Editor’s note: this review of AMC’s The Walking Dead will contain some spoilers. I will try to keep them to a minimum, but they’re be there nonetheless. You’ve been warned.
After what was a pretty disappointing season premier of The Walking Dead, I’m glad to see the show take a step back from the current misery porn story line with “The Well” to check in with Carol and Morgan, whom I’m sure many of us had lost track of in all the excitement.
The pair are, thankfully, okay and fallen in with a pretty unusual group of people who refer to themselves as “The Kingdom”. Interestingly, the kingdom appears to be functioning quite well despite the zombie apocalypse. Perhaps some of the credit for this can be laid at the feet of the king himself, Ezekiel.
Carol, injured from her run-ins with Negan’s people last season, comes to just as Morgan and his new friends are being attacked by zombies. Things look dire for a bit, but then even more people riding horses and wearing football pads show up to save the day. When she regains consciousness again, she’s in a proper hospital room with Morgan by her side. It seems she was out for a couple of days (more or less).
Next we get a brief tour of the Kingdom, followed by Carol’s introduction to the King himself, and his pet tiger. She quickly slips back into the sweet and innocent role that’s served her so well in the past, and the meeting passes awkwardly, but without incident. Afterword, however, she tells Morgan in no uncertain terms that she’s leaving as soon as she is able, citing the fact that the Kingdom is run like a fairy-tale land.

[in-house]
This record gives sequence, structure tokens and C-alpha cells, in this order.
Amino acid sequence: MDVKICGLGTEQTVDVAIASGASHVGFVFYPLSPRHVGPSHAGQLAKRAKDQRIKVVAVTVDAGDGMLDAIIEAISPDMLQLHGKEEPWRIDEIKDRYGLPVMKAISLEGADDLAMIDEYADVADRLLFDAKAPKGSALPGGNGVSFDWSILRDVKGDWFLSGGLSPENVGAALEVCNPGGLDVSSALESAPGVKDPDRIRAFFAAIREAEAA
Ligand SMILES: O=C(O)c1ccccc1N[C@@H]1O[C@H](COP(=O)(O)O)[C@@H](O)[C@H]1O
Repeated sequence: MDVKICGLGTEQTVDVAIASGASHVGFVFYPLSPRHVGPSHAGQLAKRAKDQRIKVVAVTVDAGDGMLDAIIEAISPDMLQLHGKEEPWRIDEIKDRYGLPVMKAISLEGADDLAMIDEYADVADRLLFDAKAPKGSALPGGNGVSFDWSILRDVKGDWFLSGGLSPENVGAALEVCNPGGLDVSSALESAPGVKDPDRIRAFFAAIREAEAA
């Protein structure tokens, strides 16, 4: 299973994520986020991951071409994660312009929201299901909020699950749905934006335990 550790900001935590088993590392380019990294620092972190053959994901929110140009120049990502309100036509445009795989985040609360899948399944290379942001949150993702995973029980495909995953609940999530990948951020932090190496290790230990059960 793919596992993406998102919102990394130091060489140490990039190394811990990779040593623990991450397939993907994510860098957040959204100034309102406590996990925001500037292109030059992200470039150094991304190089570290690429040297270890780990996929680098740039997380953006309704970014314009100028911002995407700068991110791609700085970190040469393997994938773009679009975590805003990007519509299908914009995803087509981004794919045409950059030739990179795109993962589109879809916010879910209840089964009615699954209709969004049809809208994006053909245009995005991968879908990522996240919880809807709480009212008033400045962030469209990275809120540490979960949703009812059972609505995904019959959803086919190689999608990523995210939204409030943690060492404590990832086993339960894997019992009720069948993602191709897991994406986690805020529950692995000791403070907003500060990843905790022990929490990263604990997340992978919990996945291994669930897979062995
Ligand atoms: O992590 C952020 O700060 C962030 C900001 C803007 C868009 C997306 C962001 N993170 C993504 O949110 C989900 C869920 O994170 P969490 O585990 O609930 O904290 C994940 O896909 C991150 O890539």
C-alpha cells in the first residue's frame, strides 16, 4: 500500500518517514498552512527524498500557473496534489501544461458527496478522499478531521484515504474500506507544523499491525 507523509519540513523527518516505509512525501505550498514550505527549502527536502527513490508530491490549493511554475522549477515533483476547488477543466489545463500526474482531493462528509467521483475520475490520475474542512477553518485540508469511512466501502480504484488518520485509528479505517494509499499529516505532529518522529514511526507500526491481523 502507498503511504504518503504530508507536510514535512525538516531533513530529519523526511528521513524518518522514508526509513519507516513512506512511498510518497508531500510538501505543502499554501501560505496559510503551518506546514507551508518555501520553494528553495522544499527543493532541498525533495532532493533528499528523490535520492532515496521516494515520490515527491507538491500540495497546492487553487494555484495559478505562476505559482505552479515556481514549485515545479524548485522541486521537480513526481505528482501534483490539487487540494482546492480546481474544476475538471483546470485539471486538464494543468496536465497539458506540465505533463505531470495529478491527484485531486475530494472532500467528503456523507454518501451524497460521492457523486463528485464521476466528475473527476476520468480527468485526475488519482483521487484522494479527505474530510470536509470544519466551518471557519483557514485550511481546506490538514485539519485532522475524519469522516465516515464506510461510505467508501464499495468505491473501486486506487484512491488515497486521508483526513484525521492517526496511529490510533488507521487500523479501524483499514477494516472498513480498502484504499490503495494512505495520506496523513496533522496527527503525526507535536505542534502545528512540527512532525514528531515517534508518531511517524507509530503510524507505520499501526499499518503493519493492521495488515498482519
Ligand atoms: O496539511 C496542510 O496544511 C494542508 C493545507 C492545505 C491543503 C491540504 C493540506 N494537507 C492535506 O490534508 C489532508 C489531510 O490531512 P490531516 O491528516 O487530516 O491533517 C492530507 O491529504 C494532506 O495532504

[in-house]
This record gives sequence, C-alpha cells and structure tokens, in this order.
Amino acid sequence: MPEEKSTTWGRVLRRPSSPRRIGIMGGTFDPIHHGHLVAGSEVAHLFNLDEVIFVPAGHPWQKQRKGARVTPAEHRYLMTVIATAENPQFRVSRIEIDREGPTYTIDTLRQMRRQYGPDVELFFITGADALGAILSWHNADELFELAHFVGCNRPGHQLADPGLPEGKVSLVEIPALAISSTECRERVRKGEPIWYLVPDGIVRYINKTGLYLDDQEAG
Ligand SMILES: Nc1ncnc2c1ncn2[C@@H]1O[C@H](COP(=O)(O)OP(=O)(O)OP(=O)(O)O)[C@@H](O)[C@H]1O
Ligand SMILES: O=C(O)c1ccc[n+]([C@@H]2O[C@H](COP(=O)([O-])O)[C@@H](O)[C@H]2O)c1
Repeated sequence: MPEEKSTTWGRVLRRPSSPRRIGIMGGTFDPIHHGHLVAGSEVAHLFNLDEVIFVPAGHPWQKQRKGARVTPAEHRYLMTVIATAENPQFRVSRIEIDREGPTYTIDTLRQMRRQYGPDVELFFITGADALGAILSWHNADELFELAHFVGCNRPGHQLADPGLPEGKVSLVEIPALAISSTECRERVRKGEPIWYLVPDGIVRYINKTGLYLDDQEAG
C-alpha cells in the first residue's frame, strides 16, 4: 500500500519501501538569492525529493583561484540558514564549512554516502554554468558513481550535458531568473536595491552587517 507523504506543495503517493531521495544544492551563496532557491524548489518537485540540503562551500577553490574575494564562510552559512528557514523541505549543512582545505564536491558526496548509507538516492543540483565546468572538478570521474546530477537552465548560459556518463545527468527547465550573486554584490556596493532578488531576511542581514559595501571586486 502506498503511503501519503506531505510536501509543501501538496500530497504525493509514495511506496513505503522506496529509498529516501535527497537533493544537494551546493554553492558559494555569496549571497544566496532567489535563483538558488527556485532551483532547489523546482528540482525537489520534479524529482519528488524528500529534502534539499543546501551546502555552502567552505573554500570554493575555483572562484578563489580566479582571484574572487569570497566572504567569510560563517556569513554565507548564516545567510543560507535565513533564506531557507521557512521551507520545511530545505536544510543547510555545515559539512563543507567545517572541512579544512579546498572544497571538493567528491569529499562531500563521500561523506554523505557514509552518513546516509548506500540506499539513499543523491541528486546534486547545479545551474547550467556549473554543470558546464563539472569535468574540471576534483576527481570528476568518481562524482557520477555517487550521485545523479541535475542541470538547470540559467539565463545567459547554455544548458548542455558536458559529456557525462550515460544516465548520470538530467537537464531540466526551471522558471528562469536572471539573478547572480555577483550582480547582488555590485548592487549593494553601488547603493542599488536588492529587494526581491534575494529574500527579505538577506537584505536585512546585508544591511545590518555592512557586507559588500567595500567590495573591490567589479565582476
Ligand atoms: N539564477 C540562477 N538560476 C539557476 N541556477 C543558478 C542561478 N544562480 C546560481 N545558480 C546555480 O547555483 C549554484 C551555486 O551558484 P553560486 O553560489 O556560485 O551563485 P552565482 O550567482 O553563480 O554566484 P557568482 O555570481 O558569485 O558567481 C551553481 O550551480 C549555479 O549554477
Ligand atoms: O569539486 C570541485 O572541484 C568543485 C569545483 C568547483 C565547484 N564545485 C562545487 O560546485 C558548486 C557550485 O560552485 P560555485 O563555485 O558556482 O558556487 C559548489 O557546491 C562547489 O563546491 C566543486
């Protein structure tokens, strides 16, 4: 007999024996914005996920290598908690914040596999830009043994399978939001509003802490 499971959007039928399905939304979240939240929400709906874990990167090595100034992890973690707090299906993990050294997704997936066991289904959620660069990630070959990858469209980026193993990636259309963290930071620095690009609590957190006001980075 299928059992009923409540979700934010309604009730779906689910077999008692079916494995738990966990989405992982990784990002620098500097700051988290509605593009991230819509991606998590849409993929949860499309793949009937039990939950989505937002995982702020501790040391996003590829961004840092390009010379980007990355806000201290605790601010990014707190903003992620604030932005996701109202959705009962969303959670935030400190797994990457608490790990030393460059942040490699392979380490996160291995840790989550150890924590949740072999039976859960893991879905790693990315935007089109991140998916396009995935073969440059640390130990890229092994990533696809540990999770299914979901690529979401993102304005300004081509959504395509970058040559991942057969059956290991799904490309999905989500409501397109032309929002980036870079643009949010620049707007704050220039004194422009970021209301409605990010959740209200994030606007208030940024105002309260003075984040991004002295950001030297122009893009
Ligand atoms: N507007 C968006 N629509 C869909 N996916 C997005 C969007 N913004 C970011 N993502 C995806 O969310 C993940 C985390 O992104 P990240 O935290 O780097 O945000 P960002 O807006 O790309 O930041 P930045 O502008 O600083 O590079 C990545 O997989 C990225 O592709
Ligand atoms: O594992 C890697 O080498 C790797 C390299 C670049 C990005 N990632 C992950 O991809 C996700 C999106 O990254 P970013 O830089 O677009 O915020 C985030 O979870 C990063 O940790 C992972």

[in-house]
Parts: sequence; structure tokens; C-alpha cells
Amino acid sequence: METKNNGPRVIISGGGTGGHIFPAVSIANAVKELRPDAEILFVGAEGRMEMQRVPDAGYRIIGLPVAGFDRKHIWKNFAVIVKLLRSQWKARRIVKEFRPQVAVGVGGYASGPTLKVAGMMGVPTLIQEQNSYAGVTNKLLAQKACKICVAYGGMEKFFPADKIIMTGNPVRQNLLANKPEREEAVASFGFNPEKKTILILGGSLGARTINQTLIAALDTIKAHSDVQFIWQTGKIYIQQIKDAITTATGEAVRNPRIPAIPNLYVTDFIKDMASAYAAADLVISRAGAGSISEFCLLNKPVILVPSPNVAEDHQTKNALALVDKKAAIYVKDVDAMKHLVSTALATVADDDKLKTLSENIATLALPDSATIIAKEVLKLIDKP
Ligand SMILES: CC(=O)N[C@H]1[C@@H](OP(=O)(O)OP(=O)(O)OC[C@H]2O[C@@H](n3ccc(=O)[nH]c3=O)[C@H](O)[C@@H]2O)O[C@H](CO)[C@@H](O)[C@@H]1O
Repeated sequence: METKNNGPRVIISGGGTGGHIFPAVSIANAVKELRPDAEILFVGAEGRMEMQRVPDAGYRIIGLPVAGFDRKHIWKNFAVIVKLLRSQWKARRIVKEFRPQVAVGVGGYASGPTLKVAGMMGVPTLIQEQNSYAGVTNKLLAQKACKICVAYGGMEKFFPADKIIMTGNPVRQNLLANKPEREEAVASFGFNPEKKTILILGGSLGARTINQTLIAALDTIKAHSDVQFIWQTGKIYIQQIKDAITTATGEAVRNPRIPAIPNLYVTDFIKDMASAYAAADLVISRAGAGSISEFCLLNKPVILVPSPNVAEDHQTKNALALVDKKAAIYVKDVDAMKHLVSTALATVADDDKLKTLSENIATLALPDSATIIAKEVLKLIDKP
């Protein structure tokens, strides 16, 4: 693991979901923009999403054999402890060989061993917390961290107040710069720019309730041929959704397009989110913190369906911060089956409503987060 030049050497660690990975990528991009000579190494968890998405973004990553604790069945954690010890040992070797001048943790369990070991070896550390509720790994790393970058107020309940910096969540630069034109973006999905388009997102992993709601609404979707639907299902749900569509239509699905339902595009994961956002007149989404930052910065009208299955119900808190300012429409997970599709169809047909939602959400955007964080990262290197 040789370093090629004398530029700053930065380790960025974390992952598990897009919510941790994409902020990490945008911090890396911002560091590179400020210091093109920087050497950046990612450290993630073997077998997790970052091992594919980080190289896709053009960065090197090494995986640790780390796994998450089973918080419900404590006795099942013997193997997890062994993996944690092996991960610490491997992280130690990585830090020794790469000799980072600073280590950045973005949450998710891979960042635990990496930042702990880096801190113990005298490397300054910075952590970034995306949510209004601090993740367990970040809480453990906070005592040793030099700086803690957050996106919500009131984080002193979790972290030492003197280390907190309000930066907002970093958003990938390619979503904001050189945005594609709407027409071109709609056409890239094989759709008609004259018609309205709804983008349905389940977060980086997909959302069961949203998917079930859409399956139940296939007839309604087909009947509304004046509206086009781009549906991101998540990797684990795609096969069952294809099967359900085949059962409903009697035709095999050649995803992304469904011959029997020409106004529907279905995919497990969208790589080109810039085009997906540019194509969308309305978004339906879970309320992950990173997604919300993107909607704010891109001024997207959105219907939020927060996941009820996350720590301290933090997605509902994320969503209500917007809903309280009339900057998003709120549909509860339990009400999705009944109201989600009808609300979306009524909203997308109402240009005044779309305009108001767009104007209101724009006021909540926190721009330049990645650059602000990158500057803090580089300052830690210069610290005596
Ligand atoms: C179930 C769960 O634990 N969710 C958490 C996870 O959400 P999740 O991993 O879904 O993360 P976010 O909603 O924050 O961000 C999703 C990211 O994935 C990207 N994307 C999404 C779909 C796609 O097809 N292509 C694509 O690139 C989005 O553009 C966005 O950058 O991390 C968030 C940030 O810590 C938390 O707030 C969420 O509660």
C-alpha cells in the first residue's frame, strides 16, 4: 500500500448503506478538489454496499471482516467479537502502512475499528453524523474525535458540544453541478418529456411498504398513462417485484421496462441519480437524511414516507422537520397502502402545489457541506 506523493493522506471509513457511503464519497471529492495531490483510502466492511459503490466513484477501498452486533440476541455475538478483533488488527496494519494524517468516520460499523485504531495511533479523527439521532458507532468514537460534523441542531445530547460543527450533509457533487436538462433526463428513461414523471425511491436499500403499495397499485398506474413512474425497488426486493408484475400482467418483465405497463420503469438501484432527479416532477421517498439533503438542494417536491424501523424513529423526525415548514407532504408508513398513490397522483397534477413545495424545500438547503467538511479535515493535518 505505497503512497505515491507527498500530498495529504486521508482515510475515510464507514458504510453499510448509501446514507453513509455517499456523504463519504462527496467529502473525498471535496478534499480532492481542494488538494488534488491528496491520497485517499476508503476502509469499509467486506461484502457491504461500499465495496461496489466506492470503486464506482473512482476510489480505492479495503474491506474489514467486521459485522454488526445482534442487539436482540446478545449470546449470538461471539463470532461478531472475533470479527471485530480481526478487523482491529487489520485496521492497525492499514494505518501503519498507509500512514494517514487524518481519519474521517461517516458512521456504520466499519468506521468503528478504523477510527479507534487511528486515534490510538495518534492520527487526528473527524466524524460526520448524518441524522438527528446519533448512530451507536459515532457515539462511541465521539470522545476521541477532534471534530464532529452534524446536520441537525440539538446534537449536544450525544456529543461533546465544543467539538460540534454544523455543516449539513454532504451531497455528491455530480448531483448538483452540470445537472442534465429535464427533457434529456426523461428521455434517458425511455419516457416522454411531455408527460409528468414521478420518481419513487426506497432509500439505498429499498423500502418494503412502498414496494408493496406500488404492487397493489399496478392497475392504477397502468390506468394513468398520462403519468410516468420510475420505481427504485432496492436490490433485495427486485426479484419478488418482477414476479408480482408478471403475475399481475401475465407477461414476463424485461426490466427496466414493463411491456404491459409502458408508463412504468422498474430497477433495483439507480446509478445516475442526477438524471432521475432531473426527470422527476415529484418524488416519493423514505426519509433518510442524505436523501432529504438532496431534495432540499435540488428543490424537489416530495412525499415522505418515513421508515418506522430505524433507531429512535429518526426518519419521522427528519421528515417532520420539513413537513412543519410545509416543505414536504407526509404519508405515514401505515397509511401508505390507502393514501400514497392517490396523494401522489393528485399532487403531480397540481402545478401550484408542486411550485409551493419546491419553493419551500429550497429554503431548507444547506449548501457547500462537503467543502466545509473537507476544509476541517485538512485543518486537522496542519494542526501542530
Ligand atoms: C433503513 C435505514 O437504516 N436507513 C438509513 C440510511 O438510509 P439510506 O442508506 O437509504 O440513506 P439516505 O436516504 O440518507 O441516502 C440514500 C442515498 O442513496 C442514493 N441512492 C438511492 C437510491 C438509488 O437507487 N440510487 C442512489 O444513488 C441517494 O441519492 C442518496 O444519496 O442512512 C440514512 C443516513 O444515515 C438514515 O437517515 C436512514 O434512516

As the rest of the episode plays out we see that King Ezekiel is maybe a bit more canny than he initially seemed. Sure, he calls himself a king and has his follows paint trite sayings on the walls, but the guy does seem to know what he’s doing. Case in point: how he deals with Negan’s people. Rather than resist, he simply gives them their tribute. But he does it in such a way that the people of the Kingdom are completely unaware of the arrangement. This means no simmering resentment, no calls for resistance, and – hopefully – no violence. I’m not sure how long that can continue, but it’s definitely an interesting and different approach to the problem.
Morgan is assigned a young protege to train in the art of stick fighting. The young man seems pretty useless early on, struggling with several zombies and almost getting himself killed at least once, but he seems to take to Morgan’s training well. This being The Walking Dead, I assume he’s going to die tragically before too long, but I guess you never know.
The episode ends, perhaps predictably enough, with Carol making good on her threat to leave. But not before Ezekiel talks to her, and lays out his own story and how he came to become a king. It made for a fantastic scene, with Ezekiel demonstrating a vastly different approach to leadership from what we’ve seen so far on The Walking Dead. While Carol still opts to leave, she does leave the door open to continue working with the Kingdom, and indeed Ezekiel (and tiger) show up in the episode’s denouement.
I really enjoyed “The Well”. It was an interesting episode that explored a society that actually seemed legitimately different from what we’ve seen, and very functional. I’m intrigued by what they are doing here, and especially by the character of Ezekiel. Looking forward to how this play out in the coming weeks.